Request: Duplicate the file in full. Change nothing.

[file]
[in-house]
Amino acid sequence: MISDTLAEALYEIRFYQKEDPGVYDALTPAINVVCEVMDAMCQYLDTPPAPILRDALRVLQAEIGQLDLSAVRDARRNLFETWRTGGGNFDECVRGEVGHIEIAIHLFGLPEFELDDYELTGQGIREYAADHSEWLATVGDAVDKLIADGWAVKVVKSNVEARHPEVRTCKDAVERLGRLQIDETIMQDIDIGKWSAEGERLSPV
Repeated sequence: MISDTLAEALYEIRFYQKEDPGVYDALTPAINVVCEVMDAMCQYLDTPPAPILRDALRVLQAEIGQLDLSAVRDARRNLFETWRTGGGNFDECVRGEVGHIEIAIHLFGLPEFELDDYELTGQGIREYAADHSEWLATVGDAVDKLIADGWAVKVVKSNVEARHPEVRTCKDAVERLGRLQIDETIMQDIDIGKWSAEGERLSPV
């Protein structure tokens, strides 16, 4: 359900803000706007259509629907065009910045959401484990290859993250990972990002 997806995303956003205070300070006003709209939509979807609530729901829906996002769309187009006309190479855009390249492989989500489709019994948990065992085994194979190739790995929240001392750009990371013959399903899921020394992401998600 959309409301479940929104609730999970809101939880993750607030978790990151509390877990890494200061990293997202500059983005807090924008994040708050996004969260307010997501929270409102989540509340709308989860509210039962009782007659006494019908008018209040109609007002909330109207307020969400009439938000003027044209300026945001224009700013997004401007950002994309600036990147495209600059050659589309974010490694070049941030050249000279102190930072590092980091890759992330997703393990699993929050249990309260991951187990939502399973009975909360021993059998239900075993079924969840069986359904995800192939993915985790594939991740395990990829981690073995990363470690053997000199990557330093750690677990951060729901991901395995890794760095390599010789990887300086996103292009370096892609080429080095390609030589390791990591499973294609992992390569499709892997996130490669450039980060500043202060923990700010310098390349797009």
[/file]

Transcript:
[in-house]
Amino acid sequence: MISDTLAEALYEIRFYQKEDPGVYDALTPAINVVCEVMDAMCQYLDTPPAPILRDALRVLQAEIGQLDLSAVRDARRNLFETWRTGGGNFDECVRGEVGHIEIAIHLFGLPEFELDDYELTGQGIREYAADHSEWLATVGDAVDKLIADGWAVKVVKSNVEARHPEVRTCKDAVERLGRLQIDETIMQDIDIGKWSAEGERLSPV
Repeated sequence: MISDTLAEALYEIRFYQKEDPGVYDALTPAINVVCEVMDAMCQYLDTPPAPILRDALRVLQAEIGQLDLSAVRDARRNLFETWRTGGGNFDECVRGEVGHIEIAIHLFGLPEFELDDYELTGQGIREYAADHSEWLATVGDAVDKLIADGWAVKVVKSNVEARHPEVRTCKDAVERLGRLQIDETIMQDIDIGKWSAEGERLSPV
């Protein structure tokens, strides 16, 4: 359900803000706007259509629907065009910045959401484990290859993250990972990002 997806995303956003205070300070006003709209939509979807609530729901829906996002769309187009006309190479855009390249492989989500489709019994948990065992085994194979190739790995929240001392750009990371013959399903899921020394992401998600 959309409301479940929104609730999970809101939880993750607030978790990151509390877990890494200061990293997202500059983005807090924008994040708050996004969260307010997501929270409102989540509340709308989860509210039962009782007659006494019908008018209040109609007002909330109207307020969400009439938000003027044209300026945001224009700013997004401007950002994309600036990147495209600059050659589309974010490694070049941030050249000279102190930072590092980091890759992330997703393990699993929050249990309260991951187990939502399973009975909360021993059998239900075993079924969840069986359904995800192939993915985790594939991740395990990829981690073995990363470690053997000199990557330093750690677990951060729901991901395995890794760095390599010789990887300086996103292009370096892609080429080095390609030589390791990591499973294609992992390569499709892997996130490669450039980060500043202060923990700010310098390349797009």